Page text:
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TEXT OF STORY
SCOTT JAGOW: A grim anniversary in London today. One year ago, four young British Muslims detonated bombs killing 52 people and themselves. Three of the blasts happened on the London Underground. Since then, Britain’s been trying to improve security on the world’s largest and oldest subway system. But as Stephen Beard reports, that has proven difficult — and costly.
STEPHEN BEARD: For some Tube passengers, today’s anniversary will revive a vision of hell.
This survivor recalled the horror of 7/7, of being trapped underground in a crowded subway train after a bomb had gone off.
SURVIVOR: Everyone thought they were going to die . People started saying prayers, panicking, breaking the carriage widows with their bare hands, the smoke intensified, the screaming intensified, the hysteria became pandemonium.
After the bombings the government promised to do everything it could to prevent anything like this happening again. It announced that a good chunk of the $13 billion earmarked to upgrade the Tube would be spent on improved security.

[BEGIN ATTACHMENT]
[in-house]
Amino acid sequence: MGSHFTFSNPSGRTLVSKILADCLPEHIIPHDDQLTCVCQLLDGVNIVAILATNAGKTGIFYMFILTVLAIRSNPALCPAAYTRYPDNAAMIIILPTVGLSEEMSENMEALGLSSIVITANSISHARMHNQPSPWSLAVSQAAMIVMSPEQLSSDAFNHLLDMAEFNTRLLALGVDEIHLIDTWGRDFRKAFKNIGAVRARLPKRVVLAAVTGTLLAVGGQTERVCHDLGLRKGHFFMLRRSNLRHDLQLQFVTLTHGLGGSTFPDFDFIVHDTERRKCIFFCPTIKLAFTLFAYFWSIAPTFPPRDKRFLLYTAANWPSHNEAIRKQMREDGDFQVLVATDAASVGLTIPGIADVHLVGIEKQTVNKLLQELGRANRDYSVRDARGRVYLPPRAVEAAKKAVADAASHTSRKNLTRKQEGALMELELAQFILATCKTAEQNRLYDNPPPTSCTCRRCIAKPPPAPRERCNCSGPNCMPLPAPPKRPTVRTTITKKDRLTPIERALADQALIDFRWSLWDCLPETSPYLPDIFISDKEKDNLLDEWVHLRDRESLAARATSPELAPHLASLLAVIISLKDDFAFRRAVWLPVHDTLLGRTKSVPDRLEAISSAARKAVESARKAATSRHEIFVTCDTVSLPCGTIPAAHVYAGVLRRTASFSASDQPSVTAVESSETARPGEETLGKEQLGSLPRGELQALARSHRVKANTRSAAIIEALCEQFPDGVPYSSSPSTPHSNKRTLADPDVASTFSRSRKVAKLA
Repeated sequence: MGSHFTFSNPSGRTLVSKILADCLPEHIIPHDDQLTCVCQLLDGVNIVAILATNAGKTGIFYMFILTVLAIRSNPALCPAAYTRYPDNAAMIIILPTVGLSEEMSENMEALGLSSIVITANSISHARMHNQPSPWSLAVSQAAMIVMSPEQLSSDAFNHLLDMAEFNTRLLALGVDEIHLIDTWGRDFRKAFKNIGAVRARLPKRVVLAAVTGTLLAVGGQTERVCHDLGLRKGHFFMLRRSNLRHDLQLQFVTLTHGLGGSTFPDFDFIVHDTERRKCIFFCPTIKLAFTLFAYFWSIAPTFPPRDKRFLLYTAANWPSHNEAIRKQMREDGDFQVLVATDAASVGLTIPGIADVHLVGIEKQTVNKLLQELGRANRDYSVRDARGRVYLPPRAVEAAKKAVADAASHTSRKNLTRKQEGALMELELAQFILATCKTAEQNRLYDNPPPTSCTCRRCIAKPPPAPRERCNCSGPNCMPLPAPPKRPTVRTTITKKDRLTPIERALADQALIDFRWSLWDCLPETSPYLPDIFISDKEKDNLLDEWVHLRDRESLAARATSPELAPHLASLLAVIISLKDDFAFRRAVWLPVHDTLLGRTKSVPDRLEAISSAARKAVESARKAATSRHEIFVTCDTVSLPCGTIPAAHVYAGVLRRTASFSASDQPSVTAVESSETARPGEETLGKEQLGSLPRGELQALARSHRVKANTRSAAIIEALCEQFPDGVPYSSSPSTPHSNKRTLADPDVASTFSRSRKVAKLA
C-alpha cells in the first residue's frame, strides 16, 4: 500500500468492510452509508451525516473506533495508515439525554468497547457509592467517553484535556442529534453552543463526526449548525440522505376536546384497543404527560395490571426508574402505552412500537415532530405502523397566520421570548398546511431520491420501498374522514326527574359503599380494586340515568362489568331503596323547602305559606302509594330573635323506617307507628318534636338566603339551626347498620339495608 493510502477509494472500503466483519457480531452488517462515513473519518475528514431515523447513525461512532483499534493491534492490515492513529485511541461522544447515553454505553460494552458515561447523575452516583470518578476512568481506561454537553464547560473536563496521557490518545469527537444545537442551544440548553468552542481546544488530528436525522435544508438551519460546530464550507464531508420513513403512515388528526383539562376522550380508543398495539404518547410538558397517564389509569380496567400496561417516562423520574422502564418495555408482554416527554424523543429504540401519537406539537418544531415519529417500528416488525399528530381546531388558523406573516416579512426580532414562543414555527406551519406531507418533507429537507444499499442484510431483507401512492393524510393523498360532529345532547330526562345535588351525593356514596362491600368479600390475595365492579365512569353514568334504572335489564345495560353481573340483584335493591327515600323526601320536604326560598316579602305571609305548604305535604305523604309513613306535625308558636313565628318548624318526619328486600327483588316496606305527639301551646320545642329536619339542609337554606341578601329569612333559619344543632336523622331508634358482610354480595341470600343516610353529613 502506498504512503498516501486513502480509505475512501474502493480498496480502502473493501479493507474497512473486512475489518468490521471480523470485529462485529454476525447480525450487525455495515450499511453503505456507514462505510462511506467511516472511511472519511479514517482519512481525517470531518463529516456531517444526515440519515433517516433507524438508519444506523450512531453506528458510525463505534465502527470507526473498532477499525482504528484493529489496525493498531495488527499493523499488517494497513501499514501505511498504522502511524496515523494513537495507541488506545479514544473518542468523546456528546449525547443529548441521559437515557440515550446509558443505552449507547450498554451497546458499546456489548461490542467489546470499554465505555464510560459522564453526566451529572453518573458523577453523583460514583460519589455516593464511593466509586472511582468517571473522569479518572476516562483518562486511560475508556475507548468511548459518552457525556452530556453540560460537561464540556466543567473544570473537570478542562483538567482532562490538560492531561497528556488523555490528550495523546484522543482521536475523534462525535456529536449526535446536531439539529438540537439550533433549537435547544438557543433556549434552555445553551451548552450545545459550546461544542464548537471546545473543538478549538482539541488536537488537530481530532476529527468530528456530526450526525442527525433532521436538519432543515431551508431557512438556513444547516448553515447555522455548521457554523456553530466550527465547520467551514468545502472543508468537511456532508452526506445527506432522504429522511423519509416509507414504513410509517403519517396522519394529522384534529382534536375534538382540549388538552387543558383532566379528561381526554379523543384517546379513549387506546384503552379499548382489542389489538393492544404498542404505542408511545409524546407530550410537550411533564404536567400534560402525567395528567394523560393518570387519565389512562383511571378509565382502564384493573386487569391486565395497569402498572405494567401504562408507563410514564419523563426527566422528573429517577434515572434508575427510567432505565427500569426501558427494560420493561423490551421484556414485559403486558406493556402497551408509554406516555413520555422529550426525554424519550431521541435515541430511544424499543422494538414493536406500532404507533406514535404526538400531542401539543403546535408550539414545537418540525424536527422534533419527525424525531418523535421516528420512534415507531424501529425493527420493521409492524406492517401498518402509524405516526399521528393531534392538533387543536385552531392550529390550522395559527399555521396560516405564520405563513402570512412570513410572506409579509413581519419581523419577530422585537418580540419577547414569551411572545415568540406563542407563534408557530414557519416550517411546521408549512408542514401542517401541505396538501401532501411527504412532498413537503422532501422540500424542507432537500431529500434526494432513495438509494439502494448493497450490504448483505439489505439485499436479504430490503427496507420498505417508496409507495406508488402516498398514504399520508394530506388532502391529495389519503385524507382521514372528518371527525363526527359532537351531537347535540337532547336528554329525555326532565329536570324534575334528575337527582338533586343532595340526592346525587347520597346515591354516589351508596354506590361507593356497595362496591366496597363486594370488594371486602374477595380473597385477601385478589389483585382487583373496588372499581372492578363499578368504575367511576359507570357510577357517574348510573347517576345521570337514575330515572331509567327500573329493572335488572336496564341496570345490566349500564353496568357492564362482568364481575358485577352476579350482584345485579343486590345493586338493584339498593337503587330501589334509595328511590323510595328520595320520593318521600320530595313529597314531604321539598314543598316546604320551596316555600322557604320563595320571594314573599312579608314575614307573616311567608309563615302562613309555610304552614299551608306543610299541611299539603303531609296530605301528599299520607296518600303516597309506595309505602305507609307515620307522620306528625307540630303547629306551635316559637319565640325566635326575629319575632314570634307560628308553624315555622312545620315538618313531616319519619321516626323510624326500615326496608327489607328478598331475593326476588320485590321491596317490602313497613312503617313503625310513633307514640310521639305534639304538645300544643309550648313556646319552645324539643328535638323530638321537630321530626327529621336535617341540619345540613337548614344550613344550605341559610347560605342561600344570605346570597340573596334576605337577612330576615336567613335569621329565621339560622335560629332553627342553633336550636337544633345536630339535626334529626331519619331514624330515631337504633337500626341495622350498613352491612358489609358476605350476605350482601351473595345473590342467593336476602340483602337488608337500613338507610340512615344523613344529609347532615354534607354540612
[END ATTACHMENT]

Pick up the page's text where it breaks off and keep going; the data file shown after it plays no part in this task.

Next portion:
That pledge has brought airport-style screening to the London Underground at least on a trial basis.
This week Tube officials were testing bomb detector equipment on passenger volunteers
[ Tube official: Just to detect any trace of chemicals that we find. It’s nothing to worry about, the machine will detect everything. ]
This gear detects the tiniest traces of explosives on clothing or luggage. But it takes at least a minute to process each passenger. This volunteer could spot the problem straight away:
PASSENGER: It’s bad enough on the Tube as it is without actually having to stop and get searched or . . . so yeah I don’t know how that would work. You can’t file everybody through a bleeping machine like the airport at all. They’d never get to work.
Three million people flood onto the Tube every day. Screening them all would cause chaos. So far officials have also tested X-ray machines and other electronic devices. But even before the trials are over, the Tube’s managing director Tim O’Toole is skeptical about screening.
TIM O’TOOLE: If someone finds some technology that would be practical in the environments in which we operate, we will certainly invest in it. But I have to say we have not uncovered any technology that is practicable yet.
He’s putting his faith in surveillance. The number of closed circuit T.V. cameras around the Tube system will double to 12,000. But he says he cannot prevent another 7/7. If suicide bombers can penetrate the defenses of the US Army, he asks: What hope is there for a subway system?
In London, this is Stephen Beard for Marketplace.
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